Is Your Leadership Style Supporting Employee Success?

simma lieberman.jpg

By Simma Lieberman

March 23, 2018

Republished with permission from Simma’s blog.

I hated my first job. It was selling aluminum siding over the telephone. I didn’t even know what it was, how much aluminum siding actually cost. I didn’t know who owned the company or what happened once a live person showed up at the house of the prospective buyer. But I was good at it.

Even with those factors, I was able to develop relationships with people on the phone and was the highest performer in the office. I got more appointments that led to more sales than anyone else and got the biggest commission checks.

But I hated that job, I was bored, the manager was just a timekeeper. She even timed our bathroom breaks, we couldn’t talk to each other, she listened in on our telephone calls and told us how incompetent we were. She yelled at us in public, and I only knew the name of one other person in the whole company.

One day I walked away, I could not take it anymore. No one ever even called to find out where I was, perhaps they didn’t even know that I was gone.

I had no relationship to the rest of the company or the people in it. Like a lot of other employees, all I did was do my job, and little else.

  • How many of your employees are saying, “I just did my job?”
  • How many have walked away and you’re still paying them?
  • How many employees have hidden genius that is going to waste because you’re not talking to them, asking how they would like to contribute or what they need to do their best job

As a leader, you have the power, influence and hopefully, the ability to create the kind of culture where people feel part of a community, can’t wait to get to work, and want to succeed.

By now, you and other leaders have heard about the research that Towers Perrin and Gallup did with 2,000,000 employees in 40 countries, in employee engagement.

They found that employees who are engaged in their workplace, are happy, and most productive. Duh!  The findings below are no surprise, but here is the proof.

  • in order to engage employees, they need to feel included

  • When employees are engaged they engage their customers, who in turn love to do business with your company.

  • Engaged employees tell their colleagues, friends, and families to buy your products and services.

The study also found that only 21% of employees are fully engaged, and 38% are partially engaged, which means 41% are not engaged at all. Some of these people may even be in your organization. You might have been one of those people in another job.

Think about the impact this has on customers and profit.

You can be like some employers who say, that’s just the way it is, or you can decide to take action, be an inclusive leader in practice and create an inclusive work culture where employees love to do their best work and customers love to do business.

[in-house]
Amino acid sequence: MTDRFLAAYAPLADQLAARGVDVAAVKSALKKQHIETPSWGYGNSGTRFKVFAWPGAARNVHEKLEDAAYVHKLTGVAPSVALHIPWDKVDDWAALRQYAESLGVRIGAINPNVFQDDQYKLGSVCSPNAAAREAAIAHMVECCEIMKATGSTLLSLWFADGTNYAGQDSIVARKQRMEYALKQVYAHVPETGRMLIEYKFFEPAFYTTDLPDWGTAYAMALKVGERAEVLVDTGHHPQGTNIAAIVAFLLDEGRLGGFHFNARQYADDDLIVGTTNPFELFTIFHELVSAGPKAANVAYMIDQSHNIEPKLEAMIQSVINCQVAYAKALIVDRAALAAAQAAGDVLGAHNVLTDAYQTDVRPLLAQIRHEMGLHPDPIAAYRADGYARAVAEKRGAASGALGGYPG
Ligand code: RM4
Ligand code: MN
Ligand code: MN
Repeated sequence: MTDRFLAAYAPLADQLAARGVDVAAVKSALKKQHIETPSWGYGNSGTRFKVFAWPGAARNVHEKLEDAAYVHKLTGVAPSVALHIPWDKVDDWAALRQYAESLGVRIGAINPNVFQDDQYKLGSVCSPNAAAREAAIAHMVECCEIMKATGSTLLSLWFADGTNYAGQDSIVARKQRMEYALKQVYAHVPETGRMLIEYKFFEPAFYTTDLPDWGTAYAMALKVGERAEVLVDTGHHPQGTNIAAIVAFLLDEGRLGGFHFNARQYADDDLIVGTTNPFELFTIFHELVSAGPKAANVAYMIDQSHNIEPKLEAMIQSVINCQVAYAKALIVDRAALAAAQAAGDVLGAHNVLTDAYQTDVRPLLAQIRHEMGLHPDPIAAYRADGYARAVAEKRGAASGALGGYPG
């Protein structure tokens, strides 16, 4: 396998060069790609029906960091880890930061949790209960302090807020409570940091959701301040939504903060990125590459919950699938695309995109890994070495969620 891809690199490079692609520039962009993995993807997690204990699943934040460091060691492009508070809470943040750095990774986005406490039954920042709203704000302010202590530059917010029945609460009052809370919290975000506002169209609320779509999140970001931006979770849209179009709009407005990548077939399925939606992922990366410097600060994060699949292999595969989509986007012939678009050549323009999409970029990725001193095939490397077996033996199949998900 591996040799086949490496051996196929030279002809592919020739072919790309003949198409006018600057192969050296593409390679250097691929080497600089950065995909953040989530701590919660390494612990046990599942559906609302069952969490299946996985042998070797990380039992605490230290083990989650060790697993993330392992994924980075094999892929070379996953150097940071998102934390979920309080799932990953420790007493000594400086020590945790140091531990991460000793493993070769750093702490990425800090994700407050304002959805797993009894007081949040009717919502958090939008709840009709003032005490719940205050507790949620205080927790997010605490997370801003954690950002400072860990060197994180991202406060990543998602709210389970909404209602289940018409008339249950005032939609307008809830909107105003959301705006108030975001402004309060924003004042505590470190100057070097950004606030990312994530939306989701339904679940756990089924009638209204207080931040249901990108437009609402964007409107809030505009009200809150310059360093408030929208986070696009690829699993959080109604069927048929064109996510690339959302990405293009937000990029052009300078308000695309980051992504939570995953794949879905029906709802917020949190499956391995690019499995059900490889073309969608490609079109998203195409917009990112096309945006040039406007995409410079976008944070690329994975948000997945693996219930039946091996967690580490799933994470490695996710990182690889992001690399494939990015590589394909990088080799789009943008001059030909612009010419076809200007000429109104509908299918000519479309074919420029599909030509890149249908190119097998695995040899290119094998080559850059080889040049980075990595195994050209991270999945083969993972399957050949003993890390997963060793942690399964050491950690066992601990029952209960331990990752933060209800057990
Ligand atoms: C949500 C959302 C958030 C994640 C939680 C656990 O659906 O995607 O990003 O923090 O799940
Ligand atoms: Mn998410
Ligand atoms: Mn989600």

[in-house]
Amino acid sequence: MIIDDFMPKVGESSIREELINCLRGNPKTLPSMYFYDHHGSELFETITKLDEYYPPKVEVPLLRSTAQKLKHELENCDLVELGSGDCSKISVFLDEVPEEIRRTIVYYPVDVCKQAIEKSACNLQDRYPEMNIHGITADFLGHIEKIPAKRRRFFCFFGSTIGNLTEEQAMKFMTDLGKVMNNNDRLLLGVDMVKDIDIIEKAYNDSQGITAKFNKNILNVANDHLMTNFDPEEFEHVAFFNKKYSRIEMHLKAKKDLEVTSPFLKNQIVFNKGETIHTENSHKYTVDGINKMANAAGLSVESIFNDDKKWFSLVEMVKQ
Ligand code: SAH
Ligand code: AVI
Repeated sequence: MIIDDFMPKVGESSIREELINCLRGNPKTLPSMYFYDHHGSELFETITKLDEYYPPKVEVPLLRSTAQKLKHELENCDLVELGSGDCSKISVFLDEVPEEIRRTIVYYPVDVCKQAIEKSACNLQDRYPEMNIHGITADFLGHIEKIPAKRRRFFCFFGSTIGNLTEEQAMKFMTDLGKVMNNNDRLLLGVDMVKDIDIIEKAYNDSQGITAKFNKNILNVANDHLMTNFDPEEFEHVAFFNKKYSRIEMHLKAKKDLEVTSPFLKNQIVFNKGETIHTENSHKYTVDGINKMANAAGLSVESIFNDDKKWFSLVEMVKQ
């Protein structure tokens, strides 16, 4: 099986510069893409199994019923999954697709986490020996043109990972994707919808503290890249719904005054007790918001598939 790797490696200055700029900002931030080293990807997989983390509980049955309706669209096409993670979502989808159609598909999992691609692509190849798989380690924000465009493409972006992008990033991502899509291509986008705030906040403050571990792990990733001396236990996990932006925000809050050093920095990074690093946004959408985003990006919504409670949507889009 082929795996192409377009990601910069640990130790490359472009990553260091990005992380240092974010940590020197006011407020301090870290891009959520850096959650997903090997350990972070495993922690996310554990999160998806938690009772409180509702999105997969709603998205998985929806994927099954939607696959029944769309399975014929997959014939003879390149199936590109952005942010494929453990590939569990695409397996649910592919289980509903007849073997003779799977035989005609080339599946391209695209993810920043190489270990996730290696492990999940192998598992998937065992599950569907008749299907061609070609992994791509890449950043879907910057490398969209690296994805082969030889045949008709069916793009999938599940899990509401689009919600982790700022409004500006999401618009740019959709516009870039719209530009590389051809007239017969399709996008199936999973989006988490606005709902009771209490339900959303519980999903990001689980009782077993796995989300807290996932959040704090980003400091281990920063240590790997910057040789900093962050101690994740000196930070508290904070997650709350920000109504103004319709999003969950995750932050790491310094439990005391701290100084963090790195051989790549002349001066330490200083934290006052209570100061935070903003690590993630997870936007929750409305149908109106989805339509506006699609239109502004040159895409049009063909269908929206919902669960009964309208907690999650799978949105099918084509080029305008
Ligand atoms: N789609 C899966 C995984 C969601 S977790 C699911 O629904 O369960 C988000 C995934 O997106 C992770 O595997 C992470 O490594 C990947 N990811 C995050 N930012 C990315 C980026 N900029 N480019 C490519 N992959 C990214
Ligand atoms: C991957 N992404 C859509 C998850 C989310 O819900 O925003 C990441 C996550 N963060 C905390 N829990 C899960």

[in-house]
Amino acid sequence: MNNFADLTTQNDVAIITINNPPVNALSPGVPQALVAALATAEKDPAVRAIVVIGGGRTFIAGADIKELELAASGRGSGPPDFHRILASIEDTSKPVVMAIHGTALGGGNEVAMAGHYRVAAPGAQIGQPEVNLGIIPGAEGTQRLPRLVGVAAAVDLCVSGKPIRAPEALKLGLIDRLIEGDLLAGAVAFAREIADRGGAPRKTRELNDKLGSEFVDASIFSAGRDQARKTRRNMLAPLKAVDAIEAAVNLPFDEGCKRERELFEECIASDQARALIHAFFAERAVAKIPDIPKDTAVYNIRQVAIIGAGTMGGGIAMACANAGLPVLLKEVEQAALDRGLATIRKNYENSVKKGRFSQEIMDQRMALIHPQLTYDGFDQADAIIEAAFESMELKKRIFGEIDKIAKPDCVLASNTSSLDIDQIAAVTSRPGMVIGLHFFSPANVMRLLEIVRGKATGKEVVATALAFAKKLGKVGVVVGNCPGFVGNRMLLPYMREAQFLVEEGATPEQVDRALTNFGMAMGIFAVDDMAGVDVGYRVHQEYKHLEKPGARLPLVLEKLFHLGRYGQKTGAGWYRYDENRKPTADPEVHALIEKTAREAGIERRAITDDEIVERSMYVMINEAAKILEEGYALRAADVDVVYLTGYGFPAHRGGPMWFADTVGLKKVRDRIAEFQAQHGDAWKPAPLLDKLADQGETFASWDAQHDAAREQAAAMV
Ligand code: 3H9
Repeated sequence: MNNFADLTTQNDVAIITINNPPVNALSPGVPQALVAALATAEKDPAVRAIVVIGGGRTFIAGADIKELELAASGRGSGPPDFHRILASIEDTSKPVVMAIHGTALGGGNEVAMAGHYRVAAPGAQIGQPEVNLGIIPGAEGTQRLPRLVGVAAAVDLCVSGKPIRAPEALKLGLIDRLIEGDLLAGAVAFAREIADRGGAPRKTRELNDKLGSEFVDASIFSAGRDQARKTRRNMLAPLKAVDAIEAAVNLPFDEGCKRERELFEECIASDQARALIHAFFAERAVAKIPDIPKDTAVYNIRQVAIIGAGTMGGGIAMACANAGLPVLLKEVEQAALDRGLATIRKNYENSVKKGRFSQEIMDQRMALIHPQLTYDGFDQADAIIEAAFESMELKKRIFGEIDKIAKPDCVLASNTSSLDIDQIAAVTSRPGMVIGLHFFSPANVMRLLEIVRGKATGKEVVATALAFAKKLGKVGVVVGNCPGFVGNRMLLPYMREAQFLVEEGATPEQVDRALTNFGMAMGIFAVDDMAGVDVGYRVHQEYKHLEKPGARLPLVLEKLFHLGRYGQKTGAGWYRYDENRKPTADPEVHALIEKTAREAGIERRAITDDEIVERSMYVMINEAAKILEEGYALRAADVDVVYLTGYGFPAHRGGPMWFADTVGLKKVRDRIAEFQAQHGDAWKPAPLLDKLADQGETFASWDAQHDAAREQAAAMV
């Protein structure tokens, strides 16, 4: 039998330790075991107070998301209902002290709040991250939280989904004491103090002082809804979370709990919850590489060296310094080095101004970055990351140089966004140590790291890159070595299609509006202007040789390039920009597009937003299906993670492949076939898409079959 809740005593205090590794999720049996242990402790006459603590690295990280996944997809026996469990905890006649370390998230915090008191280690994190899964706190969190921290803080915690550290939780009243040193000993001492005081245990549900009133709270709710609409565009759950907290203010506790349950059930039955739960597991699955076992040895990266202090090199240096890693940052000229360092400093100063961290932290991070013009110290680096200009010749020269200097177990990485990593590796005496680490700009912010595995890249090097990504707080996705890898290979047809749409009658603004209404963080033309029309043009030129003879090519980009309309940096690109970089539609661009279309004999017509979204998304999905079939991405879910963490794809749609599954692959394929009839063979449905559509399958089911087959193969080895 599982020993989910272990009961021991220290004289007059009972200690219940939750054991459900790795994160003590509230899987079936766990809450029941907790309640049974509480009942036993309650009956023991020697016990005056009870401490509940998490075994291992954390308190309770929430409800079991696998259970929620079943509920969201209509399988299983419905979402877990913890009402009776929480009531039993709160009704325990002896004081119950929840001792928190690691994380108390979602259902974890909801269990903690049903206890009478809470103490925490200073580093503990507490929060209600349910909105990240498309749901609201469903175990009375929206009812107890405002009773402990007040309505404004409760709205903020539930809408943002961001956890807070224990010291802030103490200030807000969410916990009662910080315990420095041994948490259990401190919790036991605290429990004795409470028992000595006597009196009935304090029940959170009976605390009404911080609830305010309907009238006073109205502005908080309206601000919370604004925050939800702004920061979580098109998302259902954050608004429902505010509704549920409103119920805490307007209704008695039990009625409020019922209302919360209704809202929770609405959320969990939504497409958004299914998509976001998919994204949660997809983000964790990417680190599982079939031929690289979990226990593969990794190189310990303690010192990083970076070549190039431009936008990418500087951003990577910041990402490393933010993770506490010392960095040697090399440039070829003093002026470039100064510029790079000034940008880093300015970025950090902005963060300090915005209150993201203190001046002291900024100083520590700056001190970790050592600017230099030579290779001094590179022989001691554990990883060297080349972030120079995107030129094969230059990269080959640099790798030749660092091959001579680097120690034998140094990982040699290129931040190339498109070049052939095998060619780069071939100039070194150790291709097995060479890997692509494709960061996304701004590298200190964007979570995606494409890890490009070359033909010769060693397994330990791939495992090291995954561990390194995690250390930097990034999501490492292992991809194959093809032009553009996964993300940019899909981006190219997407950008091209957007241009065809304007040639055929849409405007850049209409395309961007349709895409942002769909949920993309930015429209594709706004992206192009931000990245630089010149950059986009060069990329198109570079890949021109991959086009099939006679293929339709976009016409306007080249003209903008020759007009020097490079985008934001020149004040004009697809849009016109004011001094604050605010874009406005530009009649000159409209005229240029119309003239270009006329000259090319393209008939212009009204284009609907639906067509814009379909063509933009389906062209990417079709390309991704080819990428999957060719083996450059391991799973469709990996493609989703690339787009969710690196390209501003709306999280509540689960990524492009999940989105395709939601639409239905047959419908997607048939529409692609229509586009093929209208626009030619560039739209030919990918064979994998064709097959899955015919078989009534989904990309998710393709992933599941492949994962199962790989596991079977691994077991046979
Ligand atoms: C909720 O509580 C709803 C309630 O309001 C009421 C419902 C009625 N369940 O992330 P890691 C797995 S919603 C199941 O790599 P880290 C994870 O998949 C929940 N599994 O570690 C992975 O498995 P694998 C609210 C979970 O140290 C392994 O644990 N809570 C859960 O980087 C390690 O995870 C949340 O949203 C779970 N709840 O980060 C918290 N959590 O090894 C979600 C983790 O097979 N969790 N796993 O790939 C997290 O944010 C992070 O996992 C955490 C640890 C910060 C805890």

Now more than ever leaders need to know how to leverage the visible and not so visible diversity of talents and skills in the organizations. Inclusive leaders must recognize and be able to understand the visible and invisible dimensions of diversity and how to leverage those dimensions, be able to articulate the impact of globalization, and how it has changed the way people do business. What worked ten years ago, may not work today, and what works today may not work next week.

Continuous innovation in technology makes it easier for your company and its products and services to be more visible, for the world to have access to you, and for you to be accessible to employees and customers across the world.

The world has become both smaller and bigger at the same time.

  • People know what other people are doing- they know about best practices and that there are new ways to work

  • Diversity leaders have to know how to communicate with people across religions, countries, gender, sexual orientation, age, etc.

  • Everyone -- particularly those in the executive suite and those that lead departments and functions -- needs to be diversity leaders, and stop leaving it all up to human resources.

Inclusive leaders are able to uncover and leverage the different talents, skills, and experiences of their employees so that everyone has the opportunity to be successful and help the organization be to achieve its objectives.

Your success depends on your relationships with your employees and their relationship with your customers. Everyone’s success is predicated on the ability of your organization to engage its people, make them feel included and do their best work.

In order to lead today’s workforce, your organization may need a culture change, culture expansion, or culture adjustment.  All of that has to start at the top. It takes a combination of visionary leadership, engaged employees, and happy customers to stay ahead of your competition, and drive your culture to inclusion at every level.

Simma Lieberman is the Principal of The Inclusionist, a human resources practice of Simma Lieberman Associates ( She creates inclusive cultures where employees love to do their best work. She is based in Berkeley, California. She can be reached at